The only problem I had with the review was the character of Plinkett. While very often entertaining, it occasionally serves as a distraction to what’s being said. However, I understand why it’s used. It’s a gimmick, but one that works wonderfully well in subverting the reader/viewer’s notion that the writer is attacking them personally. It’s worth noting that, with the exception of Errant Signal, all the examples I’ve mentioned have a similar gimmick. There’s an implicit reassurance that the viewer isn’t required to take the criticism seriously if they’re uncomfortable doing so. I wonder if it’s practically a necessity on the internet, where you’re likely to be roasted alive by a rabid fanbase for even daring to imply that there may be flaws in a beloved work or the popular view of it.
Consider Errant Signal’s examination of why Half-Life 2, the internet’s most beloved video game, is slightly overrated. There are 2800 votes on that video; almost a third of them are negative. Did Campster lie about the contents of his upload? Was it of an unforgivably bad quality? Did he spew vile, hate-driven rants? No, he had the sheer nerve to look over Half-Life 2 with a critical eye. If you watch the video, it’s completely calm and rational, and his points have significant weight. He even stuffs it full of “I think Half-Life 2 is great, please don’t crucify me!” disclaimers in an attempt to pacify The Resentment Machine, but to no avail. This is the culture we’re dealing with online: unreasonably defensive and vitriolic over benign entertainment.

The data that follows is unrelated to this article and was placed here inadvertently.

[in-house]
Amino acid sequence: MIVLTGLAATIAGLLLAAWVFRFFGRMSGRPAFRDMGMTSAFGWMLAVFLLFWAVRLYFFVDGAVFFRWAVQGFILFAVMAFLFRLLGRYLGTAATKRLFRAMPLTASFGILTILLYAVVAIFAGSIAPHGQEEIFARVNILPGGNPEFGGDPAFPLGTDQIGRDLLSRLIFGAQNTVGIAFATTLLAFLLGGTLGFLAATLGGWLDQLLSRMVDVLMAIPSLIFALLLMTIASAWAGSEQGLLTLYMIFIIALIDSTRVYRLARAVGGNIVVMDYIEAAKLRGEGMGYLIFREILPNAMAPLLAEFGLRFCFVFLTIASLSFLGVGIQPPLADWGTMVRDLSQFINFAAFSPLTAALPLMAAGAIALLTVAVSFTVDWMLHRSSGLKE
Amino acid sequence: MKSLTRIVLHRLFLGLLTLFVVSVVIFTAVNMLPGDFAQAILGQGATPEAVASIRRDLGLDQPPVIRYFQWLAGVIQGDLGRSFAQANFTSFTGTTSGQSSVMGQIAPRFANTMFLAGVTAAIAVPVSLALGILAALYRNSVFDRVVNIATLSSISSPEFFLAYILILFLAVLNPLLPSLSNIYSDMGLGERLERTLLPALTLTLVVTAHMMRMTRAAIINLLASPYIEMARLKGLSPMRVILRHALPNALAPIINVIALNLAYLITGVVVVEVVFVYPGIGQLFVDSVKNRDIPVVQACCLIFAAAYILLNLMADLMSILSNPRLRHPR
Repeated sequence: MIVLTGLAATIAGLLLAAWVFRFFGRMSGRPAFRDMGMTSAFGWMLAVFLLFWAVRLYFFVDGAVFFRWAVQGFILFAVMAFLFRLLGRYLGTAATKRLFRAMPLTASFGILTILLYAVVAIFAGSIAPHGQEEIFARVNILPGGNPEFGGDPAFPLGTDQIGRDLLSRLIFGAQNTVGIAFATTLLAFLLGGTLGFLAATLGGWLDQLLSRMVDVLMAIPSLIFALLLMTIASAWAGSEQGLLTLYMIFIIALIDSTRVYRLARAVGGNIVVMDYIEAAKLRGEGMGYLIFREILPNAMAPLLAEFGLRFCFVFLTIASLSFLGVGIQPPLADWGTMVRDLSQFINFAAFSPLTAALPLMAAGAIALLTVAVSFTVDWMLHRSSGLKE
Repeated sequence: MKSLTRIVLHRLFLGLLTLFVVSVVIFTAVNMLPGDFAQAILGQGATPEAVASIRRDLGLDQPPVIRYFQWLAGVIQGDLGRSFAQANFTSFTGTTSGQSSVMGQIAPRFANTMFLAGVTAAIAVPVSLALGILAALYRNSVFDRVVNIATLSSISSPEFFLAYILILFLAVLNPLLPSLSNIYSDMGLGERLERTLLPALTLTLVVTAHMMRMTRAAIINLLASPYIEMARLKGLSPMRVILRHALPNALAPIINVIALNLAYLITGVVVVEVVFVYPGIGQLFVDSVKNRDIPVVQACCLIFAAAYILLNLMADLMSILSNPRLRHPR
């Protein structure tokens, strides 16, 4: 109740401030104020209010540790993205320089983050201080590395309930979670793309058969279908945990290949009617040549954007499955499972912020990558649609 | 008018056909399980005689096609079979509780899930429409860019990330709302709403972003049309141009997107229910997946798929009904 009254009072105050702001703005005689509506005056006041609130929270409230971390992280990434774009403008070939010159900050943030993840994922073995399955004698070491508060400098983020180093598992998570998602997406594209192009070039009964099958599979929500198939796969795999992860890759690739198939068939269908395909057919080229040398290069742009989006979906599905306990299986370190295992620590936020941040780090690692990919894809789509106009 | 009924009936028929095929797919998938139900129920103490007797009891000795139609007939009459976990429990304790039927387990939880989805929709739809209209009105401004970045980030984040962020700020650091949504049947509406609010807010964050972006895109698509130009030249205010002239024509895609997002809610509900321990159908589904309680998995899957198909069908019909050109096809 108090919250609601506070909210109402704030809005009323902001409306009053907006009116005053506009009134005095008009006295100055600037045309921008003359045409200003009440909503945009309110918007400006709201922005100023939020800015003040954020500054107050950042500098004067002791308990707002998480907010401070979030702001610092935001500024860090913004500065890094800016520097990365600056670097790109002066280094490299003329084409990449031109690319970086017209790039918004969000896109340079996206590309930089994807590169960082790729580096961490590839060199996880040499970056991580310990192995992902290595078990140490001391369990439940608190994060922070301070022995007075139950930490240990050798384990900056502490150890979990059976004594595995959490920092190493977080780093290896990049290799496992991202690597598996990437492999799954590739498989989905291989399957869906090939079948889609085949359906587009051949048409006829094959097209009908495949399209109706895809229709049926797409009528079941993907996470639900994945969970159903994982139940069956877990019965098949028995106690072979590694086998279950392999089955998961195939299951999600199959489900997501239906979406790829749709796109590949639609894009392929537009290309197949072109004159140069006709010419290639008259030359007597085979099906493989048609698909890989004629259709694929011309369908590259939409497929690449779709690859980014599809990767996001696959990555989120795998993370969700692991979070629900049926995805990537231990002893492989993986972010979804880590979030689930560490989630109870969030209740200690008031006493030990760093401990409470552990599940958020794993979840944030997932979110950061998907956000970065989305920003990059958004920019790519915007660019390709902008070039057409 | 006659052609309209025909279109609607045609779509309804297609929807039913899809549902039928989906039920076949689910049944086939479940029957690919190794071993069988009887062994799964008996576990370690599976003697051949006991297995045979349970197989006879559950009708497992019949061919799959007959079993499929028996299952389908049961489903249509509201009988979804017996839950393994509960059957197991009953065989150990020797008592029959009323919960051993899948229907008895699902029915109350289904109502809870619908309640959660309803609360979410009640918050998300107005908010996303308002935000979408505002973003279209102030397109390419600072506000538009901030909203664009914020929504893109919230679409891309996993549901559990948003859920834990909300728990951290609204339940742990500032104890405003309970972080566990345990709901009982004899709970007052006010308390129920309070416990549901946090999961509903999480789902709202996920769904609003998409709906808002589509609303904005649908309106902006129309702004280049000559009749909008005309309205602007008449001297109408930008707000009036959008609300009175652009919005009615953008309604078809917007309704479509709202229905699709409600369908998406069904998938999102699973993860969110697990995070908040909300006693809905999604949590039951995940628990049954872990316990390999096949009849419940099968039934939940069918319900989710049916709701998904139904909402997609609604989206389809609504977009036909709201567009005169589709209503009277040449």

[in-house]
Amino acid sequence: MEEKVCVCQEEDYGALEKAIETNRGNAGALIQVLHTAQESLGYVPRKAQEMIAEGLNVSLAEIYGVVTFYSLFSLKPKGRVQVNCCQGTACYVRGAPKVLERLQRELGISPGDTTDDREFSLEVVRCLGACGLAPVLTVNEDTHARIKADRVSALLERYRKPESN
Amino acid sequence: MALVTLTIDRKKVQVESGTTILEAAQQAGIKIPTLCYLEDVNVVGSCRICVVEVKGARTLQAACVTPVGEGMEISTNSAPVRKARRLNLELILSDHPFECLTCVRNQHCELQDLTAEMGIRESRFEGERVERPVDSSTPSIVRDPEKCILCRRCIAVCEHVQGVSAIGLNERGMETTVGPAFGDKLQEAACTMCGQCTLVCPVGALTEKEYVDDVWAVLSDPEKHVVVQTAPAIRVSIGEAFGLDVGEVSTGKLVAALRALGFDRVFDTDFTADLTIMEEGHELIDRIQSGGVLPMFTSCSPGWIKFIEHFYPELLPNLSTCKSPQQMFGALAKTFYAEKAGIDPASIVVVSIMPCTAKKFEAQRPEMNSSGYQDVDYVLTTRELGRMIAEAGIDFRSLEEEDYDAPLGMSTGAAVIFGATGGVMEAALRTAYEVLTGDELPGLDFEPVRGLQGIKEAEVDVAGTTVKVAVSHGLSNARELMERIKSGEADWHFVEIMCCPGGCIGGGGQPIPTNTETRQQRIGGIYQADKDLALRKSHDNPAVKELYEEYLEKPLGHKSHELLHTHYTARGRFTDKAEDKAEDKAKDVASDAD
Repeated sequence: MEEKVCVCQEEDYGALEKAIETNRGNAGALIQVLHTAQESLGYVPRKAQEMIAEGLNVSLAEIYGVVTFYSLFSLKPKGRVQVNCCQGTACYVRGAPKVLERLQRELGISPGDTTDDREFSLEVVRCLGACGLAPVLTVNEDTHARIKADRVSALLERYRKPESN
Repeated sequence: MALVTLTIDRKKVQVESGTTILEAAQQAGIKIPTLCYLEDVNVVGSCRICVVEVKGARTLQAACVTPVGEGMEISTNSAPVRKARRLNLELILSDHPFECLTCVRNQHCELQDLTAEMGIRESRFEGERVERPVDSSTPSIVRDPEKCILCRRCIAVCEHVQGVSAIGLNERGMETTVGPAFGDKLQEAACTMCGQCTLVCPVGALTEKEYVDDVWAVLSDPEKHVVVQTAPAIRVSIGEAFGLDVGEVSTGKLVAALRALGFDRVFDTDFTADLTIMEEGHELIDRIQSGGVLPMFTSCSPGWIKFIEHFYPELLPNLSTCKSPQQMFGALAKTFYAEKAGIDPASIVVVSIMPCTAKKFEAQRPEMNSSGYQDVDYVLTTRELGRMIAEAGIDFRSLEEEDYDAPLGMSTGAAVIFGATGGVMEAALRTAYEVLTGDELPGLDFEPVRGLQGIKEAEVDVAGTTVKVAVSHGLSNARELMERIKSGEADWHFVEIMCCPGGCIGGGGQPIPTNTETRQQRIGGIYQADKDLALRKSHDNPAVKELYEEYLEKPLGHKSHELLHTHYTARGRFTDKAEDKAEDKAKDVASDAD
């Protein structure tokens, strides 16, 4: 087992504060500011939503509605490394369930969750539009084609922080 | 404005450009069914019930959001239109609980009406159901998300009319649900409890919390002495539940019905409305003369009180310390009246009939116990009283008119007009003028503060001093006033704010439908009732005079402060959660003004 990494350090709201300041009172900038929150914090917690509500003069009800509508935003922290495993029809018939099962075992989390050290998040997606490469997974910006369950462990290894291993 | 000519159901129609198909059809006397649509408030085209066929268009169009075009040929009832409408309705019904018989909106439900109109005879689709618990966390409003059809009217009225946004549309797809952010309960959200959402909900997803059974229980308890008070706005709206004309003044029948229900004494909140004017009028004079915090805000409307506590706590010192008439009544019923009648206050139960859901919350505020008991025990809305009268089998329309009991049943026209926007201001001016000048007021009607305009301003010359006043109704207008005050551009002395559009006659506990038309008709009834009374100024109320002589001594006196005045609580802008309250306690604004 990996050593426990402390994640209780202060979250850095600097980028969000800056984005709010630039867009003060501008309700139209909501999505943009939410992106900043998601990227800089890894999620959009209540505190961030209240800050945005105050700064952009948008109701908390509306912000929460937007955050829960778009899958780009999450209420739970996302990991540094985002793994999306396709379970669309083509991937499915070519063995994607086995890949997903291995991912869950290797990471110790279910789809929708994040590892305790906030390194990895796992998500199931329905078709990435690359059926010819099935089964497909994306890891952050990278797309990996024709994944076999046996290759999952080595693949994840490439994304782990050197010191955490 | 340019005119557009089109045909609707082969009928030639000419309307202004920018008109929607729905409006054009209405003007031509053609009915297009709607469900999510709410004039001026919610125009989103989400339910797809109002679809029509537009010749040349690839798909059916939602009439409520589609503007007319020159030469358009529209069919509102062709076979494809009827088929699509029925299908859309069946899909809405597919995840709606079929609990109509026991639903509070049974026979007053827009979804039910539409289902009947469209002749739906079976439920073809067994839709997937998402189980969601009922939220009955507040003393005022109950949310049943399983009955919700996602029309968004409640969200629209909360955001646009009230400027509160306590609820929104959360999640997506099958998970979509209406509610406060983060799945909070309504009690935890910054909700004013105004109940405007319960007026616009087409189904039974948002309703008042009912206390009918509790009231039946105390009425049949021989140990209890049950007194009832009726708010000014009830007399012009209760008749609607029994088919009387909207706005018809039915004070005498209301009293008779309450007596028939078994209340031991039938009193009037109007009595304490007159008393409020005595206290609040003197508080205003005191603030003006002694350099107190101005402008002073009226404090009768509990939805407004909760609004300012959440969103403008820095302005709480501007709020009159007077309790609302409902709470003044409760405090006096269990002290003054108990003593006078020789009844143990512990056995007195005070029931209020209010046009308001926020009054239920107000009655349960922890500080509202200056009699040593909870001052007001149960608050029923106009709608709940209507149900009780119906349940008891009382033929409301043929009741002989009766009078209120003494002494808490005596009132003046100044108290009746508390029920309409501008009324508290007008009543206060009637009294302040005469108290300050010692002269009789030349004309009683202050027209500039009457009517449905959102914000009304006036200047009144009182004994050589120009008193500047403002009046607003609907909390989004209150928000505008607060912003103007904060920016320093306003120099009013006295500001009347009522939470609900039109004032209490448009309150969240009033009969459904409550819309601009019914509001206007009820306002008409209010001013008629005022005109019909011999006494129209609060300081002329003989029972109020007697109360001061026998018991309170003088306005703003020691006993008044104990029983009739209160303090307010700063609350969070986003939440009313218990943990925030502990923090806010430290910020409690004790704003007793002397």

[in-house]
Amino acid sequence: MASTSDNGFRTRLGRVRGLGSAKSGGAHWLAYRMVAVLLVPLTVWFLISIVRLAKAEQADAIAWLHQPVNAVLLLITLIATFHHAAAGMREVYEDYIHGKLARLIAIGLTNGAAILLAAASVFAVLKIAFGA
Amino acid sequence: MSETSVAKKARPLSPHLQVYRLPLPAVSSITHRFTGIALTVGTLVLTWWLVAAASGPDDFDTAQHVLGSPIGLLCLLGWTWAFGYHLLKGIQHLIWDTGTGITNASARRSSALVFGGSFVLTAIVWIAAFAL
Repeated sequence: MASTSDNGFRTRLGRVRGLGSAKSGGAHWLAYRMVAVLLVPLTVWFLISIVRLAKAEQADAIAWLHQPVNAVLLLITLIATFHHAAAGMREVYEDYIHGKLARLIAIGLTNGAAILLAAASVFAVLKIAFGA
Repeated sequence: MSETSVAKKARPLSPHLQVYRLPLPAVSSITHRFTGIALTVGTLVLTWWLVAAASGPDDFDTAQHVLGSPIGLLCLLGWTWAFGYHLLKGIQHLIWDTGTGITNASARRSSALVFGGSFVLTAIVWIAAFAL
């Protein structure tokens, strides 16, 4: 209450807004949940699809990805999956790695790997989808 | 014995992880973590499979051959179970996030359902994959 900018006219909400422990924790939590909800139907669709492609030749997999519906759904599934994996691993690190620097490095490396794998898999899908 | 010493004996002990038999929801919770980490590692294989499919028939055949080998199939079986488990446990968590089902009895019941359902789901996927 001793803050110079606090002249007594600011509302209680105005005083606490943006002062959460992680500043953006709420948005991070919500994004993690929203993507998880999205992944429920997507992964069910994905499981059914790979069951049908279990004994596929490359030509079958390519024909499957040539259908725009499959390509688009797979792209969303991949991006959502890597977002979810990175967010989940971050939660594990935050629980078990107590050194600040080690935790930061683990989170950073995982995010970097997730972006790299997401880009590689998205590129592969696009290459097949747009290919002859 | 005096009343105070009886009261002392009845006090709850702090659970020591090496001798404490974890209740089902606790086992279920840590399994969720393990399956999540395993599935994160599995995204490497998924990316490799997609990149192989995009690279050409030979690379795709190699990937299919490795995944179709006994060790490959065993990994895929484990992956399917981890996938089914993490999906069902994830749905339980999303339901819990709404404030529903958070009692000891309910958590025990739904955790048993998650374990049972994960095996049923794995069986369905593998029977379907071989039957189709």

I’m glad he made the video though, because, like with The Phantom Menace, there’s a sense of dissatisfaction I get from Half-Life 2 that is completely at odds with its popular reception. I could read volumes on why it’s a landmark, a watershed moment in a medium that is still very young, and I would be completely convinced of its importance – but I still wouldn’t like the game itself. I don’t find its basic mechanics satisfying (like, say, a racing game), and I don’t care for its theme park ride affectations. Had Errant Signal not braved the dangerous waters of the internet to tell the truth as he sees it, I could be left thinking that I was being unreasonable. Or worse: that everyone was stupid except me.
We need critics like this to challenge our views or bring our hazy feelings into focus while remaining accessible to all. We need them now more than ever in this age of soundbites, top 10 lists, 140 character limits and the culture of backslapping and anti-criticism we have online. If you have any interest in movies or video games at all, I strongly urge you give them a try. You’ll be glad you did.
Zero Punctuation – the original fast-talkin’ game review channel by Yahtzee. Very heavily influenced by Charlie Brooker’s 90s work in PC Zone.
Extra Punctuation – Slower and deeper written column by Yahtzee.
Film Crit Hulk – Eye-straining insistence on capital letters, but unabashed love and respect for movies is evident.
Red Letter Media – movie channel full of all sorts, but Plinkett’s reviews are the draw.
Errant Signal – the man who dared to take on Half-Life 2.
Extra Credits – long running series of short, easy-to-digest ruminations on the medium of gaming. A bit cutesy, but I suppose that’s the near-mandatory gimmick.
Sequelitis – sadly under-stocked channel of popular Youtube entertainer/animator Egoraptor. Occasionally hilarious, if reliant on cringeworthy Family Guy style humour at times, but genuinely insightful.